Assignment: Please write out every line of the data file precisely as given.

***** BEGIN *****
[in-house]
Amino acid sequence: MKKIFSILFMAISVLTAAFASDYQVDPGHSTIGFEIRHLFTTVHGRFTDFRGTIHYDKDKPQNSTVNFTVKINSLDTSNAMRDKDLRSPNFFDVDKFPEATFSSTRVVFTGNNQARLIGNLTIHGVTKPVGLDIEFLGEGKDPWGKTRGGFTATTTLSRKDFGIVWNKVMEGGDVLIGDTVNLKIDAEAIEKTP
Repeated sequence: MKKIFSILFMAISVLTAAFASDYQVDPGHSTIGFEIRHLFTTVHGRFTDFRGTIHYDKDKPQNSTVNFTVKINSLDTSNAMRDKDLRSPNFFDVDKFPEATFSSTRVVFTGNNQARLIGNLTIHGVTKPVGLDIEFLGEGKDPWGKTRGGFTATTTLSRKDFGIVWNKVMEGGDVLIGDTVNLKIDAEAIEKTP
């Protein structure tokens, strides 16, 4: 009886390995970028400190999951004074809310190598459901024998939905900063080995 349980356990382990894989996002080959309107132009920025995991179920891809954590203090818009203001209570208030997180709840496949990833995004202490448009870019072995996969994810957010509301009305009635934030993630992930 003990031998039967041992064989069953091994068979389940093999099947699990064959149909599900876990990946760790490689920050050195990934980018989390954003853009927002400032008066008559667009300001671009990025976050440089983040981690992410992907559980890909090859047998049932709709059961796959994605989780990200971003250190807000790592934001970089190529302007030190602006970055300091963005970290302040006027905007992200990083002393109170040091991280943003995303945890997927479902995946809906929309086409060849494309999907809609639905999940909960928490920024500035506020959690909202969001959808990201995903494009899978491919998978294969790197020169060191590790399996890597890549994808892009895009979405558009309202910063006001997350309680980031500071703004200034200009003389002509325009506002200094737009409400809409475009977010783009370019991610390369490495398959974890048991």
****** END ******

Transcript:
[in-house]
Amino acid sequence: MKKIFSILFMAISVLTAAFASDYQVDPGHSTIGFEIRHLFTTVHGRFTDFRGTIHYDKDKPQNSTVNFTVKINSLDTSNAMRDKDLRSPNFFDVDKFPEATFSSTRVVFTGNNQARLIGNLTIHGVTKPVGLDIEFLGEGKDPWGKTRGGFTATTTLSRKDFGIVWNKVMEGGDVLIGDTVNLKIDAEAIEKTP
Repeated sequence: MKKIFSILFMAISVLTAAFASDYQVDPGHSTIGFEIRHLFTTVHGRFTDFRGTIHYDKDKPQNSTVNFTVKINSLDTSNAMRDKDLRSPNFFDVDKFPEATFSSTRVVFTGNNQARLIGNLTIHGVTKPVGLDIEFLGEGKDPWGKTRGGFTATTTLSRKDFGIVWNKVMEGGDVLIGDTVNLKIDAEAIEKTP
């Protein structure tokens, strides 16, 4: 009886390995970028400190999951004074809310190598459901024998939905900063080995 349980356990382990894989996002080959309107132009920025995991179920891809954590203090818009203001209570208030997180709840496949990833995004202490448009870019072995996969994810957010509301009305009635934030993630992930 003990031998039967041992064989069953091994068979389940093999099947699990064959149909599900876990990946760790490689920050050195990934980018989390954003853009927002400032008066008559667009300001671009990025976050440089983040981690992410992907559980890909090859047998049932709709059961796959994605989780990200971003250190807000790592934001970089190529302007030190602006970055300091963005970290302040006027905007992200990083002393109170040091991280943003995303945890997927479902995946809906929309086409060849494309999907809609639905999940909960928490920024500035506020959690909202969001959808990201995903494009899978491919998978294969790197020169060191590790399996890597890549994808892009895009979405558009309202910063006001997350309680980031500071703004200034200009003389002509325009506002200094737009409400809409475009977010783009370019991610390369490495398959974890048991």